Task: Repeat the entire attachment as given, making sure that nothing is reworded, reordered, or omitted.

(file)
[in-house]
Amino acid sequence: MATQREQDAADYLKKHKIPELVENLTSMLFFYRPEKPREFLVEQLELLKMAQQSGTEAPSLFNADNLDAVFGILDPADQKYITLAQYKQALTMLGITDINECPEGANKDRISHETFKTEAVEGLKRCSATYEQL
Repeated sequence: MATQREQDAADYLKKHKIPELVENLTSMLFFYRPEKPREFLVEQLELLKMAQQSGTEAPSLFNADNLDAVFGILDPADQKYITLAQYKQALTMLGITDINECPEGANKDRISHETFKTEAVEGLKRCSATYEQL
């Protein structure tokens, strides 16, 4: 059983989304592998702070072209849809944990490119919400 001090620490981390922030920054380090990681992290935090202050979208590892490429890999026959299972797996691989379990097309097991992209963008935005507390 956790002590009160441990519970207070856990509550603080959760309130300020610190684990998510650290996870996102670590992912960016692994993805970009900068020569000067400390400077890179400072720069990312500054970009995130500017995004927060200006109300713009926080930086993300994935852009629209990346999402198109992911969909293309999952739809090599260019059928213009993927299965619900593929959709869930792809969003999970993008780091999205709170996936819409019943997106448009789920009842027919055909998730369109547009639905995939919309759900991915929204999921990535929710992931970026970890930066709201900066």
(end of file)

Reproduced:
[in-house]
Amino acid sequence: MATQREQDAADYLKKHKIPELVENLTSMLFFYRPEKPREFLVEQLELLKMAQQSGTEAPSLFNADNLDAVFGILDPADQKYITLAQYKQALTMLGITDINECPEGANKDRISHETFKTEAVEGLKRCSATYEQL
Repeated sequence: MATQREQDAADYLKKHKIPELVENLTSMLFFYRPEKPREFLVEQLELLKMAQQSGTEAPSLFNADNLDAVFGILDPADQKYITLAQYKQALTMLGITDINECPEGANKDRISHETFKTEAVEGLKRCSATYEQL
């Protein structure tokens, strides 16, 4: 059983989304592998702070072209849809944990490119919400 001090620490981390922030920054380090990681992290935090202050979208590892490429890999026959299972797996691989379990097309097991992209963008935005507390 956790002590009160441990519970207070856990509550603080959760309130300020610190684990998510650290996870996102670590992912960016692994993805970009900068020569000067400390400077890179400072720069990312500054970009995130500017995004927060200006109300713009926080930086993300994935852009629209990346999402198109992911969909293309999952739809090599260019059928213009993927299965619900593929959709869930792809969003999970993008780091999205709170996936819409019943997106448009789920009842027919055909998730369109547009639905995939919309759900991915929204999921990535929710992931970026970890930066709201900066």